Insurance valuations are for two main purposes: pre-loss or post-loss, the majority of the work being pre-loss.


You might ask why you really need an insurance valuation? The answer is that you may be under-insured and because it is up to you to prove to your insurers, the value of any replacement after an item is damaged or lost. The best way to do this is to provide a list of your possessions and their worth compiled by an independent arts valuer before a loss occurs. All of our inventories are supplied with digital images.

Inventories should be updated at least every ten years as values can rise or fall markedly within this period. For example, over the last ten years antique furniture values have fallen radically whereas silver, gold, jewellery, books and contemporary art have risen substantially.

Police currently advise that the items most likely to be stolen are clocks, jewellery, silver, together with mass-produced items which are easy to fence.

Jewellery need not be valued separately and can be included within any inventory.


You can get a lower premium on your art and antiques insurance policy by using one of the special schemes for High Net Worth clients. This is available through specialist underwriters including Chubb and Axa Art, for whom we are approved valuers. Discounts are available on our fees for such work.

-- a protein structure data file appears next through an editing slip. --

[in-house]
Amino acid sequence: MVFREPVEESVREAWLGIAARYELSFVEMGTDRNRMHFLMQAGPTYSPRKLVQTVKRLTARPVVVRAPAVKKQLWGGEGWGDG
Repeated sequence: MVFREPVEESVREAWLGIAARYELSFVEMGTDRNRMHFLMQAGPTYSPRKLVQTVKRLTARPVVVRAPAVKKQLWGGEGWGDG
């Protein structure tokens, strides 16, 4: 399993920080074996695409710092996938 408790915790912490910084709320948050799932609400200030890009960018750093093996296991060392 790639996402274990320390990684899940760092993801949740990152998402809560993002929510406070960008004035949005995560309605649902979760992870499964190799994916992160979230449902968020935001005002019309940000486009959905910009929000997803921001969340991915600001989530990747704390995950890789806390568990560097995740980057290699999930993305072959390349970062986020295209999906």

Many underwriters currently require an individual listing and an image of items worth £15,000 or more. However since you will need to prove the value of any loss it may be circumspect to contract a more substantial valuation that covers items of a lower value.


For many years this office has received instructions from firms of loss adjusters checking the validity of claims. We are happy to assist firms who do not have their own in-house valuers.


We are also instructed by private clients to produce detailed and correct records of loss for their insurers, where no current certified valuation has been carried out. Photographs and any receipts for items help us to accurately quantify your claim. It should be noted that it is customary practice in such instances for the insured and not the insurance company to pay the valuer's fee.

Additional valuation services:

A late 19th century Morris & Co. rug designed by John Henry Dearle
John Henry Dearle:
a late 19th century Morris & Co. rug, 2.34 × 1.55m